We all want Active Skin Repair for our cuts
What is the best practice for using topicals and Wound Care?
The NATA position statement on wound care is that soap and water are equally effective as other more expensive and less readily available options for wound cleansing.
When we are on the field flushing with soap and water might not be the best option…because honestly, I do not want the bloody elbow close to my water bottle or water nozzle.
We all know that one athlete that might keep their wound back and not contaminate the rest of our water…but that one is generally the exception.
What is wound care best practice?
- Clean the wound
- Clean the area around the wound
- Use an active wound healing agent like Hypochlorous acid
- This is the active ingredient in Active Skin Repair
- Cover with an occlusive dressing
- Change the dressing and reapply the stabilized hypochlorous acid daily
- visually inspect the wound and surrounding area during changing of bandage
- Continue until wound is completely closed
Want to hear a strange Wound Care story?
Obviously we needed details:
Okay, so I had an athlete bite his lip during a basketball warm-up and we tried everything to get the bleeding to stop but after a whole quarter, the ref kept sending him out. I had run out of ideas but remembered reading a story about how the lining of an egg, specifically the little gross white lining you can see when you crack a raw egg, and how it can help to seal/clot a wound. We were desperate so I stole an egg from culinary and cleaned it really well! I got a tiny piece of the lining and put it over the wound. We gave it about a minute to dry and it actually formed an almost dry layer of skin that totally stopped the bleeding! He pulled it off after the game and it was fine, could barely see a mark and left it clean!– Molly Quigley from facebook
Are we overusing triple antibiotics?
Jason Carruth and Morgan Rakestraw reported that neomycin, 1 antibiotic in triple antibiotic was recently shown to reduce granulation and delay healing. Also, up to 25 % of people have an allergic reaction to it. Instead, use vaseline and maybe polybiotic if the wound is angry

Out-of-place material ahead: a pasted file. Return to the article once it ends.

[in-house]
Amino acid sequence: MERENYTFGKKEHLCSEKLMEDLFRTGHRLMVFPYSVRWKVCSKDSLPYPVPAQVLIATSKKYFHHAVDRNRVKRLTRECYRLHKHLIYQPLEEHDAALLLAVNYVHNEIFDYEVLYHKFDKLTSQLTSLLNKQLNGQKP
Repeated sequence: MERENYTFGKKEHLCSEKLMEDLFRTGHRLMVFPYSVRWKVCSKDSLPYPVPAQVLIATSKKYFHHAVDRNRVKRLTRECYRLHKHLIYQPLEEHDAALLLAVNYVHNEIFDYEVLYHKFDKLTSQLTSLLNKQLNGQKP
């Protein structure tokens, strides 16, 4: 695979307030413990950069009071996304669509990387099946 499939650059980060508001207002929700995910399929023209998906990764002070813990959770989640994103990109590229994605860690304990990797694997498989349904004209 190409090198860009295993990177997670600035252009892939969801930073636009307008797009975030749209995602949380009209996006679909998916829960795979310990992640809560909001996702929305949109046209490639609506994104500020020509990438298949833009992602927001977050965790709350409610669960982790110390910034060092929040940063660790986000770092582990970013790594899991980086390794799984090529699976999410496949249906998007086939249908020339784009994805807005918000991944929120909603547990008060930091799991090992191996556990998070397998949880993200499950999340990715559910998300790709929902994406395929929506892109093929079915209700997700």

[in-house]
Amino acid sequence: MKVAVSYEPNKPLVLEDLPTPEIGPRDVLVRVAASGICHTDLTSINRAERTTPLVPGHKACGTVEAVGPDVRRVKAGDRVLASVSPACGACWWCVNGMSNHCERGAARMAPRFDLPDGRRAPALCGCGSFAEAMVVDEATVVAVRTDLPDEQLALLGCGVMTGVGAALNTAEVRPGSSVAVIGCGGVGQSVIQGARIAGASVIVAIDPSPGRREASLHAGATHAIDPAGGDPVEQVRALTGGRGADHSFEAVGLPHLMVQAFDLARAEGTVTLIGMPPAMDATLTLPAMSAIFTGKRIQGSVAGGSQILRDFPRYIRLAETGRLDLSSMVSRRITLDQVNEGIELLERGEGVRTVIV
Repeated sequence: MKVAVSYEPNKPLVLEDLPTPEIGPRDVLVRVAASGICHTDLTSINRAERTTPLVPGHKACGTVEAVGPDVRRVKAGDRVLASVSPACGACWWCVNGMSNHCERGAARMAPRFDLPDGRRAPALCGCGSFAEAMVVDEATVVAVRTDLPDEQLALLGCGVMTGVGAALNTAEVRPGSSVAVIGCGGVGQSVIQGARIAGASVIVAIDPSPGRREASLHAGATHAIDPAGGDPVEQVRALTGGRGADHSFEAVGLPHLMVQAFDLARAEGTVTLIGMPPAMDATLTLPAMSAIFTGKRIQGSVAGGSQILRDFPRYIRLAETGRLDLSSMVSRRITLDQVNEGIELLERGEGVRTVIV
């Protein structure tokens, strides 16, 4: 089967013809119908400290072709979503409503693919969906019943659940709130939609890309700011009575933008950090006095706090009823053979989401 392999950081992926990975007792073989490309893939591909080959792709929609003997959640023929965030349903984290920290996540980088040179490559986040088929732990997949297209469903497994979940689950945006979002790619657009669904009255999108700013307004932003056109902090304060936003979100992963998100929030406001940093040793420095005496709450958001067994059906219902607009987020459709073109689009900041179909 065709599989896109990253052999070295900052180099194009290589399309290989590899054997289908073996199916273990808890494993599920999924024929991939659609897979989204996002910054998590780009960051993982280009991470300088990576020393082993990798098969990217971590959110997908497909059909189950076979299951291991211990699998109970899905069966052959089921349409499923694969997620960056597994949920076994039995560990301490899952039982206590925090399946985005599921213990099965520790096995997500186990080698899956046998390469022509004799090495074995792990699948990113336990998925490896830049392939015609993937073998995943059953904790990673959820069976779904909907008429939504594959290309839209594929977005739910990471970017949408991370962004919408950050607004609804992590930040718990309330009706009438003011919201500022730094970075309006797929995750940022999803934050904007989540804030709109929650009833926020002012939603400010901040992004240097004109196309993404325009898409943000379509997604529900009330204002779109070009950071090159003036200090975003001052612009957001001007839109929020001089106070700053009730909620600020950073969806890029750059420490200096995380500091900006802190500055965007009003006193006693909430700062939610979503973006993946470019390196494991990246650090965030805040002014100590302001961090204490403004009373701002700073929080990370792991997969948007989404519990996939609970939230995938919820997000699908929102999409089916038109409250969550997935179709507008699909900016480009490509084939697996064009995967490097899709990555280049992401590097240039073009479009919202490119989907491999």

What holistic approaches to wound care?
*****use caution as some of these are unregulated in manufacturing*****
Daniel Young shares from his own experiences:
- Burns – lavender oil is magic
- Cuts/abrasions/general wounds – tea tree oil layered with lavender oil does wonders.
- I'll encourage kids/parents to try it. These oils fairly cheap and we buy them at Wal-Mart/HEB/Target. But, we do not use it at the HS.
PLEASE DO NOT…
Use Alcohol on an open wound. Alcohol is great for killing living things, but it does not filter through what it kills. Alcohol will kill the good cells as well as any possible bacteria.
Use caution with peroxide as it is a less cytotoxic solution, but it still kills healthy cells.
Hydrogen peroxide is a great way to get the dirt out of a cut that can not be washed out with soap and water.
More about Active Skin Repair
HOCI is a naturally occurring molecule that is produced by our bodies’ white blood cells as a way to promote healing. The re-creation of this molecule results in a clinically proven regenerative technology that helps support the body’s natural healing process.
Hypochlorous acid or HOCL is the active ingredient in Active Skin Repair
Active Skin Repair does not use synthetic antibiotics, is not petroleum-based, does not cause allergic reactions and does not lead to antibiotic resistance.
Try some Active Skin Repair on your next round of wound care
Email Justin and ask for a Sports Medicine Broadcast sample package.